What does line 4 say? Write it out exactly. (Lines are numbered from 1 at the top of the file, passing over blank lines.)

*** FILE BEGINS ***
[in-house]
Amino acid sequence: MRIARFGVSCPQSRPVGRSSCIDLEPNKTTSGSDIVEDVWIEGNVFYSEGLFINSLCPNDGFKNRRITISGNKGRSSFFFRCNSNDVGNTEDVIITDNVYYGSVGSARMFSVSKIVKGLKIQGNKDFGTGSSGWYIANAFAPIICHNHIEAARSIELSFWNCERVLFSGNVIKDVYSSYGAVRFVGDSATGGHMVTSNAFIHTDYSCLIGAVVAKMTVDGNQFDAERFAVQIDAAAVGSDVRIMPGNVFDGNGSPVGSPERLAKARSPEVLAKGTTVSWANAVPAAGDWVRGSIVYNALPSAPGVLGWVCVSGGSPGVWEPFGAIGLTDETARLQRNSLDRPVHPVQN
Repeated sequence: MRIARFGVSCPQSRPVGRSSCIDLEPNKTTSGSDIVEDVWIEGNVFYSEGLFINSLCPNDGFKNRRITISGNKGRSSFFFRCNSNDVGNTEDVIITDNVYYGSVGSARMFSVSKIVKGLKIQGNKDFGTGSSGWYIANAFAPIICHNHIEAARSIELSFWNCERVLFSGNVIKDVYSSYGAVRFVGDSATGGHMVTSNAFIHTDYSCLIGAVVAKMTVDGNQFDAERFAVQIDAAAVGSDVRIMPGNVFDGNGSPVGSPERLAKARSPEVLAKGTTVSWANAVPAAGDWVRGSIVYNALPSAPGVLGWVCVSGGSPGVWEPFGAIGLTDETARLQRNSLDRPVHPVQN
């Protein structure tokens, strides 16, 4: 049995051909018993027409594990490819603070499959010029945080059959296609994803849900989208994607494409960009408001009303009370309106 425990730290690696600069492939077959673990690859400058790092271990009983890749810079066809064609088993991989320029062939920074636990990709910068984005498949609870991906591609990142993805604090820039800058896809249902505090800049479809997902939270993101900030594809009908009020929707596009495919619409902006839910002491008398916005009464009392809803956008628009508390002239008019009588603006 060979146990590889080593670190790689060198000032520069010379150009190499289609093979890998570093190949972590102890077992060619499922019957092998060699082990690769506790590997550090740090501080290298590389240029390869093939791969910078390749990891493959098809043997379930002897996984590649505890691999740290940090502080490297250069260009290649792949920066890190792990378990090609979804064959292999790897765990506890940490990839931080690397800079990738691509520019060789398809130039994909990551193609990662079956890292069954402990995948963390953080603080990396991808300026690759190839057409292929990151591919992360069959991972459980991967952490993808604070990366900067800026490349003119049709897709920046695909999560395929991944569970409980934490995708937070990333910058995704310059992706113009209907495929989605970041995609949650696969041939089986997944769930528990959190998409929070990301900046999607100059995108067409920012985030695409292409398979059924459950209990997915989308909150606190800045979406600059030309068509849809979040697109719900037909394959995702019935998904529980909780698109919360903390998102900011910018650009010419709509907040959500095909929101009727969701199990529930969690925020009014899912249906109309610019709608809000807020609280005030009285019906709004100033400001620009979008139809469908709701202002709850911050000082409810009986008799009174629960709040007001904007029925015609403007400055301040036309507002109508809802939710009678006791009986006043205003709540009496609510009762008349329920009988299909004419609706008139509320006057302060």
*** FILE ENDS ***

């Protein structure tokens, strides 16, 4: 049995051909018993027409594990490819603070499959010029945080059959296609994803849900989208994607494409960009408001009303009370309106 425990730290690696600069492939077959673990690859400058790092271990009983890749810079066809064609088993991989320029062939920074636990990709910068984005498949609870991906591609990142993805604090820039800058896809249902505090800049479809997902939270993101900030594809009908009020929707596009495919619409902006839910002491008398916005009464009392809803956008628009508390002239008019009588603006 060979146990590889080593670190790689060198000032520069010379150009190499289609093979890998570093190949972590102890077992060619499922019957092998060699082990690769506790590997550090740090501080290298590389240029390869093939791969910078390749990891493959098809043997379930002897996984590649505890691999740290940090502080490297250069260009290649792949920066890190792990378990090609979804064959292999790897765990506890940490990839931080690397800079990738691509520019060789398809130039994909990551193609990662079956890292069954402990995948963390953080603080990396991808300026690759190839057409292929990151591919992360069959991972459980991967952490993808604070990366900067800026490349003119049709897709920046695909999560395929991944569970409980934490995708937070990333910058995704310059992706113009209907495929989605970041995609949650696969041939089986997944769930528990959190998409929070990301900046999607100059995108067409920012985030695409292409398979059924459950209990997915989308909150606190800045979406600059030309068509849809979040697109719900037909394959995702019935998904529980909780698109919360903390998102900011910018650009010419709509907040959500095909929101009727969701199990529930969690925020009014899912249906109309610019709608809000807020609280005030009285019906709004100033400001620009979008139809469908709701202002709850911050000082409810009986008799009174629960709040007001904007029925015609403007400055301040036309507002109508809802939710009678006791009986006043205003709540009496609510009762008349329920009988299909004419609706008139509320006057302060």